Because you’re reading a blog about personal finance, I think it’s safe to say you spend some time thinking about money. Whether your focus is on maximizing every dollar, spending on the things you love, or minimizing stress around money, it can be worthwhile to consider the fringe benefits of frugality.*
When we recognize how the benefits of what we do and don’t spend money on can ripple into other areas of our lives, we can help increase our motivation to spend smartly!
- By spending less on eating out we do more than save money. We:
- Eat a healthier diet
- Become a better cook
- Spend a Saturday morning at a local farmers’ market in search of fresh produce
- Pay more attention to ingredients and what we’re putting into our bodies
- Become a more informed and efficient grocery shopper
- Meal plan so we have healthy food we love prepared in advance and ready to go
- By biking and walking around our towns and communities we do more than save money on cars, maintenance, taxes, and gas. We:
- Exercise more often
- Become more physically fit
- Increase our self-confidence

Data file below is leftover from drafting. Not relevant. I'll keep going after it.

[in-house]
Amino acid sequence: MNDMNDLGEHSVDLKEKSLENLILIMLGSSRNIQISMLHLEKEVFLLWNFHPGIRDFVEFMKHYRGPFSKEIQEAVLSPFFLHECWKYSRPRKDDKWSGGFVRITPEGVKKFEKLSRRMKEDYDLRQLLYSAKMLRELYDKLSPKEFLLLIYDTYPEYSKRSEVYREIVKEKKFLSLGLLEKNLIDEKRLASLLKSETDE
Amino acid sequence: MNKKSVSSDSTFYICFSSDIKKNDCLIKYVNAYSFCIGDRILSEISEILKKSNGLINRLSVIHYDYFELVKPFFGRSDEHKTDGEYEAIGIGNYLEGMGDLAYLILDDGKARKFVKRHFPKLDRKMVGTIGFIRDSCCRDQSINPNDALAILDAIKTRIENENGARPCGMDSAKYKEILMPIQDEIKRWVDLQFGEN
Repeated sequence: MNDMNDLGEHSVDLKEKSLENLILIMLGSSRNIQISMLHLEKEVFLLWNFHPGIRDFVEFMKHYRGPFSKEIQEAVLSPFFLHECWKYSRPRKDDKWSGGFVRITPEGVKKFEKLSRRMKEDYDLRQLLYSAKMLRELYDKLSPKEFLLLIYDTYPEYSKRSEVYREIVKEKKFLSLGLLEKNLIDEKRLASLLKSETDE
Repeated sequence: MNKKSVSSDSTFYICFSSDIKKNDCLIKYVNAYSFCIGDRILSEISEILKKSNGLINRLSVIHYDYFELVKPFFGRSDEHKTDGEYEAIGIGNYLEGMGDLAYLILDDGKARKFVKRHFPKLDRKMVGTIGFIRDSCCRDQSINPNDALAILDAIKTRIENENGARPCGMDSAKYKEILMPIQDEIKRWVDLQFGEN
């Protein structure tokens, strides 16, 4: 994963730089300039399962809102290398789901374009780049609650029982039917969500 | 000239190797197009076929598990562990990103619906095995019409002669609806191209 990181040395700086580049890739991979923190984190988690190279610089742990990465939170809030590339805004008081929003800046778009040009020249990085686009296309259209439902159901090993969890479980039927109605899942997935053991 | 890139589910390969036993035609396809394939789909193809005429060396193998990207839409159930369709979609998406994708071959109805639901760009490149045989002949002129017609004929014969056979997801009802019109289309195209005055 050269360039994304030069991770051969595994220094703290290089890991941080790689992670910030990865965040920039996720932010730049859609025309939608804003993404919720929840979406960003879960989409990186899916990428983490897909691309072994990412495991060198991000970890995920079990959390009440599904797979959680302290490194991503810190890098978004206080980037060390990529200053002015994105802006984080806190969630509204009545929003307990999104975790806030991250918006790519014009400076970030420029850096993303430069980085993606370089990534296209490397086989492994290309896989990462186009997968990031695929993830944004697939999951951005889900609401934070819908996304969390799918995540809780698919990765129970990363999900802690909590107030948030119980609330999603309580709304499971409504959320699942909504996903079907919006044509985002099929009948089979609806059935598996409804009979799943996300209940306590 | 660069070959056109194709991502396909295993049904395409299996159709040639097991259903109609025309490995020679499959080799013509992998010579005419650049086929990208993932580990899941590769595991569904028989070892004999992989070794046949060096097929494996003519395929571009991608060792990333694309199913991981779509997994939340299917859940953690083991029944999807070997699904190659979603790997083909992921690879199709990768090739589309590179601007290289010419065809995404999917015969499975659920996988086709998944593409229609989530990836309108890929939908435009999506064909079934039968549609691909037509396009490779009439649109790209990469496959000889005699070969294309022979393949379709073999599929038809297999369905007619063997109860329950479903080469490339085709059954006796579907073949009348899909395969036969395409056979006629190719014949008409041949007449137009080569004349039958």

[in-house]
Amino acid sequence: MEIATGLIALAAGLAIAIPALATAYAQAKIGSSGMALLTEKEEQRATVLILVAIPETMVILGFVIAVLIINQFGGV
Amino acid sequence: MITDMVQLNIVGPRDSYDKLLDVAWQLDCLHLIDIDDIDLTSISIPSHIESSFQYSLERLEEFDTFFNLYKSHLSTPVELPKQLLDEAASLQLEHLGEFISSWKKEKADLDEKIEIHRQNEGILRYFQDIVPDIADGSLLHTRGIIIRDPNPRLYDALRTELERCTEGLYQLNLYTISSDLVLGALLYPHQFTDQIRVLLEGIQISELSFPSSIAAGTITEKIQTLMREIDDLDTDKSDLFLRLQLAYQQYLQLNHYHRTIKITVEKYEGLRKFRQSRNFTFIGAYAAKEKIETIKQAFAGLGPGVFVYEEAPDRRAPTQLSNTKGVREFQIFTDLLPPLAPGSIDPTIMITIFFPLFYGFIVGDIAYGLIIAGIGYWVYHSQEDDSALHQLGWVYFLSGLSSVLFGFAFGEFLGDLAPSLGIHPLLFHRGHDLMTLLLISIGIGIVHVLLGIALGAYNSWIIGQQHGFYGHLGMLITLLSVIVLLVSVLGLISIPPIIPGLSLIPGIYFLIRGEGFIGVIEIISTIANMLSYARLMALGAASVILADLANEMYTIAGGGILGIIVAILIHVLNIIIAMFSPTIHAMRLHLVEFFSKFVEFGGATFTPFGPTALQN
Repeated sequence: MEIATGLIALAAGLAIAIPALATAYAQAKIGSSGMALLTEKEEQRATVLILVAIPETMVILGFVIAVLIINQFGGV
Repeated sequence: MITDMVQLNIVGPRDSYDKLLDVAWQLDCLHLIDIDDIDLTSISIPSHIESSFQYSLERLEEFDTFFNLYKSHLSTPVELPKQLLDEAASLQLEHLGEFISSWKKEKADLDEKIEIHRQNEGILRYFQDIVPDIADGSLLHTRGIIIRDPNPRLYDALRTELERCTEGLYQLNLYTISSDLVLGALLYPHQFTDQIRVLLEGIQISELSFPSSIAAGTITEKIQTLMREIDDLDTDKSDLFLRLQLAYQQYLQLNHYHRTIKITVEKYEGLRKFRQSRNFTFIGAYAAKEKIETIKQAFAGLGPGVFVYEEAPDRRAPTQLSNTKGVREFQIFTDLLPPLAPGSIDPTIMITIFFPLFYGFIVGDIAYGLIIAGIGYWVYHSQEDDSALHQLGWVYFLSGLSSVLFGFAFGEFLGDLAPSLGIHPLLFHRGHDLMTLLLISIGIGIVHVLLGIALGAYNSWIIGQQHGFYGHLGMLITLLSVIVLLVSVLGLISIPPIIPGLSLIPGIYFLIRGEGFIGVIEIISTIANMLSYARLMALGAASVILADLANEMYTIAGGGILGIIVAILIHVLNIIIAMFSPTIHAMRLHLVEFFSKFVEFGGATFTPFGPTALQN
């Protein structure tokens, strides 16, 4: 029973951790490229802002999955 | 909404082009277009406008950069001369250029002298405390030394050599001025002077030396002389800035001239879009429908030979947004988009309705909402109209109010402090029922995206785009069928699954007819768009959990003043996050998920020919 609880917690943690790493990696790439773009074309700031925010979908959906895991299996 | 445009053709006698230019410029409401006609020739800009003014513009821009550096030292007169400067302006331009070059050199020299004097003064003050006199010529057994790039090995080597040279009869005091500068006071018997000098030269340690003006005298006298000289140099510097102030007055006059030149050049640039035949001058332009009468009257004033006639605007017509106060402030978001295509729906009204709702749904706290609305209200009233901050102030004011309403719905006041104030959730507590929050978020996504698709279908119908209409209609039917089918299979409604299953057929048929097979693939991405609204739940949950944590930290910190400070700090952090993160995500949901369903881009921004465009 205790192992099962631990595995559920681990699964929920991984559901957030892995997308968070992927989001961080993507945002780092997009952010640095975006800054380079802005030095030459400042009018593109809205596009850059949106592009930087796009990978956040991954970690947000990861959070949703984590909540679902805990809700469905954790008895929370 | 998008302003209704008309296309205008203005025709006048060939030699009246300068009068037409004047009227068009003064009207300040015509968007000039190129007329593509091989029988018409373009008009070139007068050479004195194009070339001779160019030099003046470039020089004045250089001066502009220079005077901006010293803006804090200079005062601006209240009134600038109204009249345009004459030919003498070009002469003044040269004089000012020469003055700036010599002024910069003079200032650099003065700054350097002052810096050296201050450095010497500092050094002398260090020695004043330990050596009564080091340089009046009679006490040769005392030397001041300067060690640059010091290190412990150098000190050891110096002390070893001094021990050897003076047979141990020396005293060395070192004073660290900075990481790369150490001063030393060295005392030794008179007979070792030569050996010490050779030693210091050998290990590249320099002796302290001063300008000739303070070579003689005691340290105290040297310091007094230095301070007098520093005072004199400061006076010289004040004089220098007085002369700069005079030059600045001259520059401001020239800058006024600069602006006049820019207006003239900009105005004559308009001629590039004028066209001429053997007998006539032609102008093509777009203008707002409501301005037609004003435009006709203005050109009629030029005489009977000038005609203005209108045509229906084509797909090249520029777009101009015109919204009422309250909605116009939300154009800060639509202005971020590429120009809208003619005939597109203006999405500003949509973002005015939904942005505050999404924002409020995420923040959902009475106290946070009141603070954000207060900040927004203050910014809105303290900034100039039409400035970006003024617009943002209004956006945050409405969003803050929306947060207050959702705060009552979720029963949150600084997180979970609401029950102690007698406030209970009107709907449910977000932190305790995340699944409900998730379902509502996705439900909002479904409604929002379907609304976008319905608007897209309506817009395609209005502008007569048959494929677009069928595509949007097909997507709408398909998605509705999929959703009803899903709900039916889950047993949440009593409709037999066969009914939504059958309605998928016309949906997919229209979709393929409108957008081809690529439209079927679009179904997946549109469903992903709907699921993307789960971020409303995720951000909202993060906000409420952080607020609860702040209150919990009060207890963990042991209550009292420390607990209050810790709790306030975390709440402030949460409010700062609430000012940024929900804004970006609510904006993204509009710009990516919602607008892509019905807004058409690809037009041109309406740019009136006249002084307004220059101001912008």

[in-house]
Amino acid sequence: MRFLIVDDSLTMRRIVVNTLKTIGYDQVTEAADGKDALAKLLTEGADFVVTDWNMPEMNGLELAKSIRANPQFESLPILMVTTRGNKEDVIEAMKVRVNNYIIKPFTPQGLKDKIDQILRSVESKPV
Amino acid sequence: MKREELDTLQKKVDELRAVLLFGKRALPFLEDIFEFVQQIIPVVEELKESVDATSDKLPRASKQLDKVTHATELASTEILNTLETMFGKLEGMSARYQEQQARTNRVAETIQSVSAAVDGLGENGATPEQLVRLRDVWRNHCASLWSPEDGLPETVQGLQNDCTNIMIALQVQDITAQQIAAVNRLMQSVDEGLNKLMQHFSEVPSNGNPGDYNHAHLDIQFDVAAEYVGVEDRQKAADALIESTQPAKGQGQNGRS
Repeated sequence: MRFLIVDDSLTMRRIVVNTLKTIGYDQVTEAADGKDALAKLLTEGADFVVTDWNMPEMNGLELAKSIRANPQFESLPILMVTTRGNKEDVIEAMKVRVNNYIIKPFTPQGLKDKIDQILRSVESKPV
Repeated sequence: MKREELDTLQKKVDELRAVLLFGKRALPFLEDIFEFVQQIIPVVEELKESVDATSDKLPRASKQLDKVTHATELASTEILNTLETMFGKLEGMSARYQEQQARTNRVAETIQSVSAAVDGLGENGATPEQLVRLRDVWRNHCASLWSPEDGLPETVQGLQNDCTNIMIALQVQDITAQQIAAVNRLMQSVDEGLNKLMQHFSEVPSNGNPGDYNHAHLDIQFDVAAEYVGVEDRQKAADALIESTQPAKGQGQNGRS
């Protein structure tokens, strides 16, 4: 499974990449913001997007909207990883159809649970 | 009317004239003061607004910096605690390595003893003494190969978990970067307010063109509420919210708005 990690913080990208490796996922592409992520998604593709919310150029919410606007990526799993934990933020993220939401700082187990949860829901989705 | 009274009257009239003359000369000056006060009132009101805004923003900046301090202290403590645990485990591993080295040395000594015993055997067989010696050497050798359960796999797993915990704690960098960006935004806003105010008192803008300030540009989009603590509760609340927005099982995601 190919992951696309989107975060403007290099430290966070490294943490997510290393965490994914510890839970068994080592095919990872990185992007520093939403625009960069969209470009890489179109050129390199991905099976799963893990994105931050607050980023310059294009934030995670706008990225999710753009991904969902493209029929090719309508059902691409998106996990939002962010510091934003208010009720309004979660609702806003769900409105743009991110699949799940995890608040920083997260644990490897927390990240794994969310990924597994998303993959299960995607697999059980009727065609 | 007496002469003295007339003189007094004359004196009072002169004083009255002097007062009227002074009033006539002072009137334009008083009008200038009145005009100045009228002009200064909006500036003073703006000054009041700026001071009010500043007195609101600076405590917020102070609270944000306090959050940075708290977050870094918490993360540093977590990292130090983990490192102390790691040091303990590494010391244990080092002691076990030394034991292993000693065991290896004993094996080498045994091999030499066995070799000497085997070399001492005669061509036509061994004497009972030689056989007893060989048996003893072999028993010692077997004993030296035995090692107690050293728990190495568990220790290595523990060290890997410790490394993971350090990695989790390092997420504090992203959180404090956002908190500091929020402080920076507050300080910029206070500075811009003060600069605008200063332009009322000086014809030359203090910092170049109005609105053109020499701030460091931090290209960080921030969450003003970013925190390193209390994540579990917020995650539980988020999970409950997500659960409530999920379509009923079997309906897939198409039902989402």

- Have more quiet time to think
- Improve our mental state
- Explore and enjoy the world around us more closely
- Help the environment
- By cutting cable (and even streaming services) and checking out books and movies from our local libraries we do more than save money. We:
- Support our communities and the important resources libraries provide
- More intentionally consume content
- Avoid wasting time watching tv
- Spend more time reading and learning
- By trying to do more things ourselves (such as repairing a leaky faucet or changing your car’s oil) we do more than save money. We:
- Become more resourceful and knowledgeable
- Learn new skills – skills we can then use to help others or even make some extra money
- Increase our abilities to solve problems and adapt
- See the results of our efforts (something we don’t get as often amid fleeting emails and social media streams)
- Have the satisfaction of knowing we figured it out and solved the problem ourselves
When our consideration for spending money on something includes the domino effect this decision has in other areas of our lives, we can make more informed decisions. If we can save money and get even more benefits by not buying something, the motivation to make a good decision and then stick with it becomes more clear and attainable.
This works this other way, too. For example, if you’re thinking about buying a boat, you want to consider not only the cost of buying it but the ongoing costs, why you want it, where you’ll store it, how you’ll maintain it, how often you’ll use it, if you have the time, etc. because perhaps you’re just seeking more time to relax – no boat required.
What other ideas do you have for saving money that bring several added benefits to your life?